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Research priorities for bipolar disorder

We're bringing together patients, scientists and others to help determine the priorities for research into bipolar disorder. 

Bipolar disorder represents a major unmet health need. Between 1- 3% of the population are affected by the condition, meaning it is relatively common, with high visibility in popular culture too. However there is a lack of clarity about the development and course of the disorder or how to best treat it.

Some of this may be a consequence of the symptoms of the condition being similar and overlapping with other major mental illnesses, such as unipolar depression and psychosis. Another factor has been our inability to find a treatment that is better than lithium, a drug that has been in use for over 50 years but is not favoured by many patients. The lack of effective and acceptable treatment options has important consequences: it is not a coincidence that people with bipolar disorder are among those of highest risk of suicide. 

We're working to chart a new path forward in bipolar research, and are bringing together patients and scientists to map it out together.

Patient priority setting

When developing research priorities it's important that those affected by the condition - including patients, carers, families and friends - are involved and an active voice in the process. 

Which is why we're working with Oxford University Hospitals, the Leeds and York NHS Partnership Foundation Trust and others on a James Lind Alliance Project, to find out patient priorities for bipolar disorder. 

The aims of this are to:

  • identify unanswered questions about bipolar disorder which are important to patients
  • work as partners to prioritise the questions
  • produce a 'top ten' list of jointly agreed priorities as research questions to be presented to researchers and funders

Thousands of people have been consulted as part of the project, and the list of research priorities are due to be published in the autumn. You can find out more on the Oxford University Hospitals website.

The scientific community

In late 2015 we brought together a community of experts from across a range of scientific disciplines, alongside patients and their families, to map out the joint priorities for bipolar disorder research.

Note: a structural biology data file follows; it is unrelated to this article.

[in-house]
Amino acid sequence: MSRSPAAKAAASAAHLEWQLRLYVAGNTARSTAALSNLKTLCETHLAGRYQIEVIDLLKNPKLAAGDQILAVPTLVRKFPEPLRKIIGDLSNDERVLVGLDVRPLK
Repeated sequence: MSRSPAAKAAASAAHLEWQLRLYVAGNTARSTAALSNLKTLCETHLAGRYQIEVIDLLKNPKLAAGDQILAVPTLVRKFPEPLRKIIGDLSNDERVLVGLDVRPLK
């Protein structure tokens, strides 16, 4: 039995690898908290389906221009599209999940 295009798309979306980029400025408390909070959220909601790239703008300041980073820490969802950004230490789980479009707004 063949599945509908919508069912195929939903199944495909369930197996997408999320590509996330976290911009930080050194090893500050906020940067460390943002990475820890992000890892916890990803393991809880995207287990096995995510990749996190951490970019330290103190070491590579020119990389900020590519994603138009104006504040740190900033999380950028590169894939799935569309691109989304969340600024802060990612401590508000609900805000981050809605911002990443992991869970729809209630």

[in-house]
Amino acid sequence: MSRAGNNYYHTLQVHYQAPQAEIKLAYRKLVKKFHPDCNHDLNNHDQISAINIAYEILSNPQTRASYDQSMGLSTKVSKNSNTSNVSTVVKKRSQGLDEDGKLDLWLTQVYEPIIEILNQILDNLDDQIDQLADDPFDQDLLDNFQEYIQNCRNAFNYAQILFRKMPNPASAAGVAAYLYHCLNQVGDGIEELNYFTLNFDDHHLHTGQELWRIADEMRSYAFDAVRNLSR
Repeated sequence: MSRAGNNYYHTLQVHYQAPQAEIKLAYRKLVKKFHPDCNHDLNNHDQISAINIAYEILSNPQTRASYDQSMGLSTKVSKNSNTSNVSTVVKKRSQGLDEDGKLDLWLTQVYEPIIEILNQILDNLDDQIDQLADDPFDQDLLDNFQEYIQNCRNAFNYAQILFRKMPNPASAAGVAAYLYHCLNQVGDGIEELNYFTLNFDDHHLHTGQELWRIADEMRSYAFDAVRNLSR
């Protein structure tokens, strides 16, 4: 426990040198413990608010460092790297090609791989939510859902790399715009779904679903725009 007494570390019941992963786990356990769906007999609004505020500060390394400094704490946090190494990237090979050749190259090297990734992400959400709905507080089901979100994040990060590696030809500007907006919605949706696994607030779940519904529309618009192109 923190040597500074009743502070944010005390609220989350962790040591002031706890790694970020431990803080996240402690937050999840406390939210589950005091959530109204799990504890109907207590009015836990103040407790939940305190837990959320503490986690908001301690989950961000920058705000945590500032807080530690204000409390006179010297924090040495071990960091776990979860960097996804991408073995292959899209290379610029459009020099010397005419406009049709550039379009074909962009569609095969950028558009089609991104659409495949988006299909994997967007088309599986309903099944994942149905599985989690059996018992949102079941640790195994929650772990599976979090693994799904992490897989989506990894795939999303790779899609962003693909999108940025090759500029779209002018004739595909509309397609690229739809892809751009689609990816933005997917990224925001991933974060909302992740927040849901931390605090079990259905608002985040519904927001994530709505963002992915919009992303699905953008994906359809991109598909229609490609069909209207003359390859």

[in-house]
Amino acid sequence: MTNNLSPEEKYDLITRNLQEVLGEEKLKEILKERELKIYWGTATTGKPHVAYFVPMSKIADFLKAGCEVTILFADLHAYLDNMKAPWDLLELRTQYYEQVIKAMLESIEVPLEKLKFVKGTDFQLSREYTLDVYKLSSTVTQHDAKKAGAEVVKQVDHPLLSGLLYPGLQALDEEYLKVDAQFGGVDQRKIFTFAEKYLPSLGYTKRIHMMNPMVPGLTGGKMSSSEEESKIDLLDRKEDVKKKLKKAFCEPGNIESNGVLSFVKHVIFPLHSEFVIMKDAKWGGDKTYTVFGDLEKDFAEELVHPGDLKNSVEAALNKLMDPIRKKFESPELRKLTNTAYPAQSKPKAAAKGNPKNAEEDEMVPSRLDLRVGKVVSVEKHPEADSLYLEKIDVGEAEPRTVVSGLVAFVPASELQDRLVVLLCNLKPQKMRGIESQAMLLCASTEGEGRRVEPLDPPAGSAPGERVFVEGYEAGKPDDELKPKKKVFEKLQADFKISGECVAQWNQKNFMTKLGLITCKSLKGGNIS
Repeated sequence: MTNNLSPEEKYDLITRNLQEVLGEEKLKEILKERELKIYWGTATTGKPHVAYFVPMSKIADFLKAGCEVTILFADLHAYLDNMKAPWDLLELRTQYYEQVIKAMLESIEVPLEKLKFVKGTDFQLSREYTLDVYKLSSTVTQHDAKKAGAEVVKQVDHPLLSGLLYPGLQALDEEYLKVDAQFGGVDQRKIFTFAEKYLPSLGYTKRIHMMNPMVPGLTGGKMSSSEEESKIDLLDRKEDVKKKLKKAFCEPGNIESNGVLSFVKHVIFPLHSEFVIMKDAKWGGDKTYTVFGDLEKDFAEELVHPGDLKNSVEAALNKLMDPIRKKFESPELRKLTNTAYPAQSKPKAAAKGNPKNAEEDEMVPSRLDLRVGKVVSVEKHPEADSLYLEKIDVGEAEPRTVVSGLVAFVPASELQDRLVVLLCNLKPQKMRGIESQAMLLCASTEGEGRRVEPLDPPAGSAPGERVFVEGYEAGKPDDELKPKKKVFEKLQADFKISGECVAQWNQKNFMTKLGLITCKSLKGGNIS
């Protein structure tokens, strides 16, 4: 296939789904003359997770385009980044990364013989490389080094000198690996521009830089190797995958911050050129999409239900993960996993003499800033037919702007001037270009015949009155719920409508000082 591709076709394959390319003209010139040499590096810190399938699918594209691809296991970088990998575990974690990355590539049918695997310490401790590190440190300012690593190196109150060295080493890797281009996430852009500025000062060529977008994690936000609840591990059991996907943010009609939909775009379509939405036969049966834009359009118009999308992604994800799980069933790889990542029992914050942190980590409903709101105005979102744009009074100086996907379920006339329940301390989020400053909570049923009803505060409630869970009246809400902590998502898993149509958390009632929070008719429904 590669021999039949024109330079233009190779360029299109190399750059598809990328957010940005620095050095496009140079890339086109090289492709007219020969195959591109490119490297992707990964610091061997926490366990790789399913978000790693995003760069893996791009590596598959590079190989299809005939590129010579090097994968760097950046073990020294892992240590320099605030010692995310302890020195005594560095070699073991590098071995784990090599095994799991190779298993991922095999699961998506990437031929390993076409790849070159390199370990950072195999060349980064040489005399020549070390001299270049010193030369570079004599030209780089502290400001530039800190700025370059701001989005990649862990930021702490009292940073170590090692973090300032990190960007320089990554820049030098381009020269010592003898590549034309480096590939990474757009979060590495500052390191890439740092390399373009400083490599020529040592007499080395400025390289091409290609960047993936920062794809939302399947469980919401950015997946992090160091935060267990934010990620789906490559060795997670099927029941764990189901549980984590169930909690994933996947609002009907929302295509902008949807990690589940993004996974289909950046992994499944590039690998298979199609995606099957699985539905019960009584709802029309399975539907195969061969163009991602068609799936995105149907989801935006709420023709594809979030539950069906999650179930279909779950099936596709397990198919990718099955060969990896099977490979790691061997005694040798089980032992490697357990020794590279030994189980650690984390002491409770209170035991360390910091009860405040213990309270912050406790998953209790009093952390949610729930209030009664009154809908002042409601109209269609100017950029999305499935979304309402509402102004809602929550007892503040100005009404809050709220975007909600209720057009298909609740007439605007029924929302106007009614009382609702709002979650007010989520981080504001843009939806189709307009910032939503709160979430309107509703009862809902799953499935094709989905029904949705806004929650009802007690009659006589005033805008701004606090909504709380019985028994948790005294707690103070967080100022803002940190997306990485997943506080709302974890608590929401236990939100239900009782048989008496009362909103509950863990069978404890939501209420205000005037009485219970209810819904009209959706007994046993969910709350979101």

Common themes emerged across discussions throughout the conference:

  • The need to make better use of evidence and treatment options so as to improve care and outcomes.
  • The need to exploit comprehensive data collection and use of datasets and technologies to help gain a better understanding of the disorder and how to best define, diagnose and manage it.
  • The need for more research with high-risk populations, co-morbid conditions and children and young people.
  • A greater focus on international collaborative efforts is required to make more efficient use of scarce resources and help accelerate progress.

Arising from these themes and discussions, the group made the following recommendations:

  1. Develop an international bipolar data science collaborative to inform research and practice
  2. Invest in research targeting children, young people and other specific populations at risk of Bipolar Disorder
  3. Support the practical application of research toward strategies that will improve care for Bipolar Disorder in the near-term

The findings from the discussions are being disseminated with other research funders internationally, and will also inform the future development of our own activity. A full copy of the report from the conference is available below. 

Mapping priorities

Download the 'Research Priorities for Bipolar Disorder' report

With many thanks to the Lewis Family Trust for their invaluable support in making the 2015 bipolar conference possible.

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